Those of you who have been following this blog for some time know that its updates have been sporadic at best, as my time has been severely limited following the births of two children (one in 2018, one in 2020), which brought my sum total of kids to a Fab Four. The blog’s co-admin, Karen, and I have attempted to keep some new content coming, primarily through podcast interviews, both those done with other podcasters, and through our own podcast, All Together Now. Even those podcast interviews required extensive schedule juggling on my part, meaning I had to secure babysitting and/or my spouse’s running interference on our two youngest in order to devote the several hours needed in order to get uninterrupted time. This entire system, which allowed me to produce any Beatles-related material, balanced on a precarious edge which relied heavily on the contributions of not only my spouse but other extended family members to provide child care.

Over the last two months, the landscape has changed. My primary source of child care is no longer available, due to serious health issues. Further, that same close extended family member now requires and deserves my husband’s and my time, care and support as they grapple with their health situation. In addition, my husband undergoes foot surgery later this month, and will be on crutches for 4-6 weeks. All of these factors have essentially extinguished what little time I could scrape together to devote to any Beatles’ related work.

Given everything, I’m stepping back, and closing the door on all Beatles work for the moment. I don’t know how long the door will be closed. I don’t intend for it to be forever. I understand that this hiatus will not help in a “publish or perish” atmosphere, but believe this is the only option available to me, given the extensive demands on my time and the needs of my immediate and extended family. My interest in the Beatles has not waned: I would love nothing more than to sit and binge-watch Peter Jackson’s “Let it Be” and dissect it according to historical methods, and place it in the larger arc of Beatles historiography. I simply don’t have the time. For the duration of this period, I ask for your patience and understanding, especially from those who might have been interested in asking me for podcast or other kinds of interviews, publisher copy reviews, personal correspondence/emails regarding Beatles questions/issues, etc. Please do not take it personally when my response is a polite refusal and reminder of my hiatus, because I will be offering that same polite refusal and reminder to everyone.

Thank you for your understanding,


10 thoughts on “Hiatus

  1. Jay says:

    Wishing you and your family all the best. I think you’ll always have an audience whenever the time is right for you to find your way back into the public’s eyes and ears.

    All the best,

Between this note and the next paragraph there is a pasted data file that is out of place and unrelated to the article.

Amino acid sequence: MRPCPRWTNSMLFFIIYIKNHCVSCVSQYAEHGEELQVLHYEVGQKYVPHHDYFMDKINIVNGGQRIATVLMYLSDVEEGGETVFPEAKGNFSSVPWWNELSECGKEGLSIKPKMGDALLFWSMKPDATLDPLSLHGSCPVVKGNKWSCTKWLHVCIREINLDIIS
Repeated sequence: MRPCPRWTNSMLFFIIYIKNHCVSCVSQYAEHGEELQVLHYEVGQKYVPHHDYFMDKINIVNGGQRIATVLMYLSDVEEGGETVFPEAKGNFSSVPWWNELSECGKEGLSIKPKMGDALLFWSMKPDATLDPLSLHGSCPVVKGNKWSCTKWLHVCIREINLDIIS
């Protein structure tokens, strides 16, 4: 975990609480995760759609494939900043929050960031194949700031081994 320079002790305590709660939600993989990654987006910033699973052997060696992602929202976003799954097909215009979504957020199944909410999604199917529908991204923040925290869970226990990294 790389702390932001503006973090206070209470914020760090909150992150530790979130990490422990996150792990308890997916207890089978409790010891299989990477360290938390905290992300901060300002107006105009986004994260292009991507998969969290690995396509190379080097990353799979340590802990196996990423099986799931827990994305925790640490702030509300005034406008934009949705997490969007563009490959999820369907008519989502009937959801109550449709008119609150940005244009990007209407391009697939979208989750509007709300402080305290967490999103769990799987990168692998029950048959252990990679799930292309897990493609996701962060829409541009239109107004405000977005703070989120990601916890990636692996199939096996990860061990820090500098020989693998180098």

2. Joe Wisbey says:

    Be well Erin, you shall be missed. As we’ve discussed before, I have 2 little people at home (although my eldest at 6 would wince now at being called little. I won’t tell her if you won’t) so I have some idea of your position.
    Hopefully once things have got back to normal (the joy of children, my mother once told me is unlike Maggie Simpson, they do grow up) I could
    have you back on the podcast again. And hopefully you’ll find a snatched moment to look in on me and my interviews – I genuinely sometimes think ‘What would Erin ask?’


  3. Linda A says:

    I was just thinking of you. I’m reading Finding the Fourth Beatle: The 23 Drummers Who Put the Beat Behind the Fab Three, by David Bedford. Great book because the authors analyze everything from every imaginable source. Not necessarily about the individual drummers but about various Beatles related myths that have developed over the decades, revolving around Pete Best’s ousting, Ringo’s arrival, the mysteries surrounding their recording contract with EMI and George Martin’s role in all of these events. He even weighs in on Mark Lewisohn’s first Beatles volume and disputes some of his findings, quoting the evidence to back up his theories. Maybe when you get some time, you might be able to read it. In the meantime I’m sorry about your family member. I hope everything works out, health wise. I’ll definitely be waiting patiently for you to come back. Best wishes and good health!


  4. Carl Woideck says:

    Dear Erin,

    Please don’t feel sorry about stepping back! With your book, you’ve already made made a tremendous contribution to musicology; anything else is gravy.

    Take care of yourself and your family. Stay healthy.

    Take a deep breath!

    Carl Woideck


  5. Martin Lee says:

    Hi Erin, I’ve only recently came across yours and Karen’s podcast, (via your appearances on Diana Erickson’s ‘One Sweet Dream’ podcast, and loving it! Hope all is going okay with your family and as many above have commented, I’ll be here with the rest of your listeners, waiting patiently for your return.

    Martin x


    • Erin says:

      Thanks for your comment and your patience, Martin.

      Unfortunately, it appears that the hiatus is still necessary, as the medical issue our close extended family member is grappling with is still severe enough that they require extra care and attention on our part. In better news, Diana still has yet to put out the second part of the interview we did, so there will be new material coming out eventually, even if we recorded it some time ago.

      Best wishes,


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